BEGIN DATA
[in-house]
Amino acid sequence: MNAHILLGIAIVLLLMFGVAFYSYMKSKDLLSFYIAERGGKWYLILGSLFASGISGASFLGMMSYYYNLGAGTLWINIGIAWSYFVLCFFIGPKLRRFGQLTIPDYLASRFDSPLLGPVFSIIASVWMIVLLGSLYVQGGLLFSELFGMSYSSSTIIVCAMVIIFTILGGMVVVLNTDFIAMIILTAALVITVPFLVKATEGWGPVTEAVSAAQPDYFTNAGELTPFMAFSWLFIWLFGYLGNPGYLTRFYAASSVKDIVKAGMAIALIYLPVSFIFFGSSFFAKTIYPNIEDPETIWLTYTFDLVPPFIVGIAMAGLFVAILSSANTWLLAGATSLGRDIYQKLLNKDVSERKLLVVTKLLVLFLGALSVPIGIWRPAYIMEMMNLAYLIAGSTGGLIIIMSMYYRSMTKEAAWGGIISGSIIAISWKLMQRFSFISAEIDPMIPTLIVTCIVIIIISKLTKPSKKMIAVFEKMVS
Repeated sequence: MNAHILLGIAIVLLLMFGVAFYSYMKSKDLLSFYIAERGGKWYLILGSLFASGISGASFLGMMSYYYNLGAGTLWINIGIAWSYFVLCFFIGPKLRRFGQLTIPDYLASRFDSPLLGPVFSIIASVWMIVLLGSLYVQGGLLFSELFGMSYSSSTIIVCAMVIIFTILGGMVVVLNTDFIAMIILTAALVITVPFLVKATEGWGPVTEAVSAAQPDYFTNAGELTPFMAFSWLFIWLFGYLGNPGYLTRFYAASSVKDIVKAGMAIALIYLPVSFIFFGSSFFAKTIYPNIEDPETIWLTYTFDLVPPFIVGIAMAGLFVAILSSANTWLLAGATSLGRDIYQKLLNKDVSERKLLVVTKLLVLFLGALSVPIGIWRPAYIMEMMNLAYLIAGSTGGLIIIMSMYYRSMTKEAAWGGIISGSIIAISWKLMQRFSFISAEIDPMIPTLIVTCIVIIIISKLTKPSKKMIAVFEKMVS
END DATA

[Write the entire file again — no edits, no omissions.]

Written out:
[in-house]
Amino acid sequence: MNAHILLGIAIVLLLMFGVAFYSYMKSKDLLSFYIAERGGKWYLILGSLFASGISGASFLGMMSYYYNLGAGTLWINIGIAWSYFVLCFFIGPKLRRFGQLTIPDYLASRFDSPLLGPVFSIIASVWMIVLLGSLYVQGGLLFSELFGMSYSSSTIIVCAMVIIFTILGGMVVVLNTDFIAMIILTAALVITVPFLVKATEGWGPVTEAVSAAQPDYFTNAGELTPFMAFSWLFIWLFGYLGNPGYLTRFYAASSVKDIVKAGMAIALIYLPVSFIFFGSSFFAKTIYPNIEDPETIWLTYTFDLVPPFIVGIAMAGLFVAILSSANTWLLAGATSLGRDIYQKLLNKDVSERKLLVVTKLLVLFLGALSVPIGIWRPAYIMEMMNLAYLIAGSTGGLIIIMSMYYRSMTKEAAWGGIISGSIIAISWKLMQRFSFISAEIDPMIPTLIVTCIVIIIISKLTKPSKKMIAVFEKMVS
Repeated sequence: MNAHILLGIAIVLLLMFGVAFYSYMKSKDLLSFYIAERGGKWYLILGSLFASGISGASFLGMMSYYYNLGAGTLWINIGIAWSYFVLCFFIGPKLRRFGQLTIPDYLASRFDSPLLGPVFSIIASVWMIVLLGSLYVQGGLLFSELFGMSYSSSTIIVCAMVIIFTILGGMVVVLNTDFIAMIILTAALVITVPFLVKATEGWGPVTEAVSAAQPDYFTNAGELTPFMAFSWLFIWLFGYLGNPGYLTRFYAASSVKDIVKAGMAIALIYLPVSFIFFGSSFFAKTIYPNIEDPETIWLTYTFDLVPPFIVGIAMAGLFVAILSSANTWLLAGATSLGRDIYQKLLNKDVSERKLLVVTKLLVLFLGALSVPIGIWRPAYIMEMMNLAYLIAGSTGGLIIIMSMYYRSMTKEAAWGGIISGSIIAISWKLMQRFSFISAEIDPMIPTLIVTCIVIIIISKLTKPSKKMIAVFEKMVS